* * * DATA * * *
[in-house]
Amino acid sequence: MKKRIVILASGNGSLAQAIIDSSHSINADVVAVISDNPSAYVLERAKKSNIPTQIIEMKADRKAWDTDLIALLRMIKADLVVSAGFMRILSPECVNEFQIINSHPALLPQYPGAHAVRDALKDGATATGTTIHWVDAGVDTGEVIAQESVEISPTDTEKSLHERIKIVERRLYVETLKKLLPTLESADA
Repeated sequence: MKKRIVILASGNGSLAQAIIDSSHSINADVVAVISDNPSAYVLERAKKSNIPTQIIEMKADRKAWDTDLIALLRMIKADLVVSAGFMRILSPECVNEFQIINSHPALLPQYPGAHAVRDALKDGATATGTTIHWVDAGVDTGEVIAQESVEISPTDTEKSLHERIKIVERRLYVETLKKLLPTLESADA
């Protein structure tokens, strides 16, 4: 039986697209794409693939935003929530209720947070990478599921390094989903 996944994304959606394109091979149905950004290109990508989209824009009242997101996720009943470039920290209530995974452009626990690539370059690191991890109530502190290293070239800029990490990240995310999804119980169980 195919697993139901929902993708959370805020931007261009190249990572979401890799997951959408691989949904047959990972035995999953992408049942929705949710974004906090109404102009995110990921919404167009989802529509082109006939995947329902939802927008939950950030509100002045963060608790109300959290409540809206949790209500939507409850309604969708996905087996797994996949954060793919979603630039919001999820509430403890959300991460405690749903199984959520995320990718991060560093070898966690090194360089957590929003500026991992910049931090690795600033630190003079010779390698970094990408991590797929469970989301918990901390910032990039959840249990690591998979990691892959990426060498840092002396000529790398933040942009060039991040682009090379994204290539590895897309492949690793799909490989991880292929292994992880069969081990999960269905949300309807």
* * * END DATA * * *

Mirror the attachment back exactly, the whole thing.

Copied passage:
[in-house]
Amino acid sequence: MKKRIVILASGNGSLAQAIIDSSHSINADVVAVISDNPSAYVLERAKKSNIPTQIIEMKADRKAWDTDLIALLRMIKADLVVSAGFMRILSPECVNEFQIINSHPALLPQYPGAHAVRDALKDGATATGTTIHWVDAGVDTGEVIAQESVEISPTDTEKSLHERIKIVERRLYVETLKKLLPTLESADA
Repeated sequence: MKKRIVILASGNGSLAQAIIDSSHSINADVVAVISDNPSAYVLERAKKSNIPTQIIEMKADRKAWDTDLIALLRMIKADLVVSAGFMRILSPECVNEFQIINSHPALLPQYPGAHAVRDALKDGATATGTTIHWVDAGVDTGEVIAQESVEISPTDTEKSLHERIKIVERRLYVETLKKLLPTLESADA
């Protein structure tokens, strides 16, 4: 039986697209794409693939935003929530209720947070990478599921390094989903 996944994304959606394109091979149905950004290109990508989209824009009242997101996720009943470039920290209530995974452009626990690539370059690191991890109530502190290293070239800029990490990240995310999804119980169980 195919697993139901929902993708959370805020931007261009190249990572979401890799997951959408691989949904047959990972035995999953992408049942929705949710974004906090109404102009995110990921919404167009989802529509082109006939995947329902939802927008939950950030509100002045963060608790109300959290409540809206949790209500939507409850309604969708996905087996797994996949954060793919979603630039919001999820509430403890959300991460405690749903199984959520995320990718991060560093070898966690090194360089957590929003500026991992910049931090690795600033630190003079010779390698970094990408991590797929469970989301918990901390910032990039959840249990690591998979990691892959990426060498840092002396000529790398933040942009060039991040682009090379994204290539590895897309492949690793799909490989991880292929292994992880069969081990999960269905949300309807």